4 Things to Do if You Can't Afford Your Child's First Choice College


As a parent, you want to make your child's college dreams a reality. But what can you do if you can't afford your child's first choice college? Here are four realistic options for parents to consider as they determine the financial feasibility of their child's college plans.

First Choice Feasibility

Initially, your child's first choice college may not seem like a viable financial option. Even so, there are several steps parents can take to make their child's college choice more affordable.

#1: Discuss the Choice with Your Child

Parents who are paying for some or all of their child's education should understand the reasoning behind their child's first choice. Does the institution boast a highly ranked program in your child's prospective major? Will several of your child's close friends be attending that college? Or does the first choice college simply have a well-known name?

A Major Choice

Your child may have already settled on a major, such as business or entrepreneurship. Perhaps your child dreams of creating a successful start-up and wants an education that will support that dream.

Picking a prestigious school for its academics is understandable. However, other schools might have similar offerings and comparable quality—and a more reasonable price tag.

Social Ties

Perhaps several of your child's high school friends plan to attend the first choice school. Could that be your child's primary motivation for choosing that school?

College is an opportunity to make new friends.

Maintaining friendships is important, and today's technology gives us more ways to keep in touch than ever before. But college is a time to expand one's horizons—not just intellectually, but socially. If your child clings too closely to hometown friends, there will be fewer opportunities to widen his or her social circle.

Prestige and Reputation

Your child may believe that it will be easier to start a career with a diploma from Harvard or Yale, for example, than it would be with a degree from a lesser-known school. But a famous name is not the only ingredient for career success.

An impressive transcript and top-notch test scores will demonstrate your child's work ethic and ability to learn to potential employers. Regardless of which college your child ultimately attends, factors such as exemplary performance during an internship or glowing letters of recommendation from professors go far in determining career success after graduation.

#2: Explore Alternative Credit

If your child has legitimate reasons for wanting to attend a higher-priced school, consider ways to defray tuition costs. One practical option that might be overlooked is alternative credit.

College credit can be earned in several ways. For example, your child could take online courses to earn transferable credit. The cost for the online courses can be significantly lower than taking comparable courses at a public or private university. There are many advantages to this approach, including its flexibility.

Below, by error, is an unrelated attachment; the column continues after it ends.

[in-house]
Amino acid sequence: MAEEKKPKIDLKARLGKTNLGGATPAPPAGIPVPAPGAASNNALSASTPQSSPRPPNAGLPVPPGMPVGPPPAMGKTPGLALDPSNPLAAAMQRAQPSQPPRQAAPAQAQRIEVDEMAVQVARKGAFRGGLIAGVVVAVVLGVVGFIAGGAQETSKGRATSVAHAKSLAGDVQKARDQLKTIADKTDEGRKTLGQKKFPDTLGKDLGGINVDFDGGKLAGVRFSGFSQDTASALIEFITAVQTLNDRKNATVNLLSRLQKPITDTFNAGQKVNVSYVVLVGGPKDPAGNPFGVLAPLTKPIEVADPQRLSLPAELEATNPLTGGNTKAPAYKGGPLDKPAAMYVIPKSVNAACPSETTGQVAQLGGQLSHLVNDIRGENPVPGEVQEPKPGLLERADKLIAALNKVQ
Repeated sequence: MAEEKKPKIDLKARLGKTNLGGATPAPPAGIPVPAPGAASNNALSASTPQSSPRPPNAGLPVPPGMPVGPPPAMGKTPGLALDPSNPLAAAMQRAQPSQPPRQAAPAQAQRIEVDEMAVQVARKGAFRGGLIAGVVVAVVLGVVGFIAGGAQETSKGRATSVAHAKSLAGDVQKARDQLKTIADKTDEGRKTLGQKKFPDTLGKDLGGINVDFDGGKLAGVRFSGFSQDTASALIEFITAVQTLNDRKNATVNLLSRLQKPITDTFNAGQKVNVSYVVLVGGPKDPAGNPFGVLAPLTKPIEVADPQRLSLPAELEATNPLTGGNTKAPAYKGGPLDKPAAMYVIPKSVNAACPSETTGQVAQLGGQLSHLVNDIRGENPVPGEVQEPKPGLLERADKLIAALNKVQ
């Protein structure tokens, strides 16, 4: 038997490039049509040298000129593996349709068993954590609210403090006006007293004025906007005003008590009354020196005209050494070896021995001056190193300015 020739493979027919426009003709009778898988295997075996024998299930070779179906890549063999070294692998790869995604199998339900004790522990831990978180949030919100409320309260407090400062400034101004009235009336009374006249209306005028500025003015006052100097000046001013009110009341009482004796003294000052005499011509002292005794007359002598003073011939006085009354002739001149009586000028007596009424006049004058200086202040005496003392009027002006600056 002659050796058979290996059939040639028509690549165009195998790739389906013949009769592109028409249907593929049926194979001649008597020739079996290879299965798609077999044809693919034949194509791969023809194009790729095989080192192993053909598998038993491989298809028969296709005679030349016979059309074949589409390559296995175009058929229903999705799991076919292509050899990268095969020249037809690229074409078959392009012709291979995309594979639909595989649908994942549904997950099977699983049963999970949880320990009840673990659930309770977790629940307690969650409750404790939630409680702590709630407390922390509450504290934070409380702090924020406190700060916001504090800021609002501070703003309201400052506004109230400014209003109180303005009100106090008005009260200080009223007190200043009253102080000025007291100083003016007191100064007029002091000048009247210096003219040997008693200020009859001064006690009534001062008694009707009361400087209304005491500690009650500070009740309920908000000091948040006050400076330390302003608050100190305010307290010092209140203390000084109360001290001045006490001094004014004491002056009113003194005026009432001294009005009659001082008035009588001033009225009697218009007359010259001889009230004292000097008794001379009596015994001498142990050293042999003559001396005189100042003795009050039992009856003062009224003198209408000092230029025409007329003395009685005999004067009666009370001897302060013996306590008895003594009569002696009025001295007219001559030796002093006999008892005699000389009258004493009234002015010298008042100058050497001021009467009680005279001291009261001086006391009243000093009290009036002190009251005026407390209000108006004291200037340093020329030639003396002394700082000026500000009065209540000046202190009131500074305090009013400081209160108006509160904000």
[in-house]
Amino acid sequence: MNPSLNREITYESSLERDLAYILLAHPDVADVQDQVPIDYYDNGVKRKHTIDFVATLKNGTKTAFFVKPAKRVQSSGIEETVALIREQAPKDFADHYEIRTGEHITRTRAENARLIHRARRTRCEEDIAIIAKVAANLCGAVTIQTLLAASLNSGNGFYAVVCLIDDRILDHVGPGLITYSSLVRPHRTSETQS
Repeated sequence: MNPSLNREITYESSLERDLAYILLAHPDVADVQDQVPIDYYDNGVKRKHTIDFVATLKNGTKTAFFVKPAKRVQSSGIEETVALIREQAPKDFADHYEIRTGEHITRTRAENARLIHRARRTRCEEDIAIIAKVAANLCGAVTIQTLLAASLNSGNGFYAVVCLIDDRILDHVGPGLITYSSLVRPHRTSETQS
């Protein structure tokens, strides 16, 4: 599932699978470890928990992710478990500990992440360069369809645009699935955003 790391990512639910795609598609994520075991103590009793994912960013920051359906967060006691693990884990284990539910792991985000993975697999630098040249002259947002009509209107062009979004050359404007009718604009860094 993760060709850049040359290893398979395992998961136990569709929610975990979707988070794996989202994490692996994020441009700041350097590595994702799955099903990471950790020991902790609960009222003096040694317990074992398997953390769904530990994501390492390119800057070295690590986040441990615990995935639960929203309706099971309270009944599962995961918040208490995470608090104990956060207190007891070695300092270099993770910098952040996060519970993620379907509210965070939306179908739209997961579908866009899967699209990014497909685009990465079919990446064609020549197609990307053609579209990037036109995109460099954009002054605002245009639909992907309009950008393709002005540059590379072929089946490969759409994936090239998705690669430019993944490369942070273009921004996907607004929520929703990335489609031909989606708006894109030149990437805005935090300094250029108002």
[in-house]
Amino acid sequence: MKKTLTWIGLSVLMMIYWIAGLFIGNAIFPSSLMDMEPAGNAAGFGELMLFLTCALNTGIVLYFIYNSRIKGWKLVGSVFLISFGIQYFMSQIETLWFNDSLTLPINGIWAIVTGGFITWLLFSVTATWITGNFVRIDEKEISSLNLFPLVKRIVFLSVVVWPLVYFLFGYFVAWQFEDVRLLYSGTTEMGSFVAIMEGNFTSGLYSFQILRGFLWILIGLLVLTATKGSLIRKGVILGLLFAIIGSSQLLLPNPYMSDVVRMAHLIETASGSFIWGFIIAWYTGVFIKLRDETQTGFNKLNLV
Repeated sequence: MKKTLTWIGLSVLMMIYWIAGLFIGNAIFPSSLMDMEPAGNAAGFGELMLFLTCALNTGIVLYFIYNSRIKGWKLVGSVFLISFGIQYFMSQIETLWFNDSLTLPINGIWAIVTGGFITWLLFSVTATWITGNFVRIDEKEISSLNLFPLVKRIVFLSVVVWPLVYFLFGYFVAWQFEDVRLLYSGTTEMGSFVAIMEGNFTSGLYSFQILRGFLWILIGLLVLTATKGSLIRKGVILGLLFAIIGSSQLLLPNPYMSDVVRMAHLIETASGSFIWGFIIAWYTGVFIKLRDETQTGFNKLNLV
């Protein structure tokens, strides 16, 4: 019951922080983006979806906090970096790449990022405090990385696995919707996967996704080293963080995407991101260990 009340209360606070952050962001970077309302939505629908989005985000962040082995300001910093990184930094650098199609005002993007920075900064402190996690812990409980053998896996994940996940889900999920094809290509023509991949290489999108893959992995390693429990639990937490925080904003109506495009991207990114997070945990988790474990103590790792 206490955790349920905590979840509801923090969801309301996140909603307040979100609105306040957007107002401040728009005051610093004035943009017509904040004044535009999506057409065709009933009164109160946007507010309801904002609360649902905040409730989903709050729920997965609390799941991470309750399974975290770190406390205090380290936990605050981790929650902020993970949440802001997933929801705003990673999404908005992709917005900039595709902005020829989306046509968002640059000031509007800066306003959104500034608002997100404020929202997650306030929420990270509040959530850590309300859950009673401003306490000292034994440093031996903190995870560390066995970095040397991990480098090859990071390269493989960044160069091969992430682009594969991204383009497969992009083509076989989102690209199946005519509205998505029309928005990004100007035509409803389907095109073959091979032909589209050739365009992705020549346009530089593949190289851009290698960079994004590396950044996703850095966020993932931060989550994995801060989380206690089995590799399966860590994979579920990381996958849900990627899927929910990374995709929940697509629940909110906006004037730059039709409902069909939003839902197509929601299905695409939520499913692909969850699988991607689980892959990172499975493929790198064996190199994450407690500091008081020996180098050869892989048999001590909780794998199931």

Alternative college credit can make college more affordable.

Another option for earning alternative college credit is through standardized testing. Here are a few of the most recognized programs:

Before registering for any of these programs or tests, however, it's important to make sure that your child's college of choice will accept alternative transfer credit. There are multiple factors to consider when researching the credit transfer policy at your child's first choice school.

#3: Consider Community College

Community colleges are unsung heroes of higher education. With notably lower tuition than state schools or private universities, the unique learning environments offer students a foundation for a successful career.

Community college courses are an affordable option.

Students can complete certain basic requirements at a community college, saving their more expensive tuition costs for taking higher profile courses later at their institutions of choice. Some students transfer to a four-year institution for their junior and senior years, after graduating from community college with an associate's degree.

#4: Apply for Financial Aid and Scholarships

There are several financial aid options available, including:

There are advantages to applying for loans from the federal government, as opposed to a loan from a private institution such as a bank. For instance, federal student aid loans tend to have lower interest rates and more repayment options than private loans. Also, parents paying for student loans can deduct the loan interest on their taxes.

Parents might afford a first choice college with financial aid.

Submitting the Free Application for Federal Student Aid (FAFSA) is the first step in applying for federal financial aid for college, whether you're interested in federally funded student loans, grants, or work-study. You may be able to combine financial aid from several sources to create the combination of assistance that will make college affordable.

Bringing the Dream within Reach

Your child's first choice college goal may be more attainable than you realize.'s College Accelerator is a convenient, economical way for your child to earn college credit that's accepted at over 1,500 colleges and universities.

By Michelle Baumgartner
September 2018
k-12 parent tips

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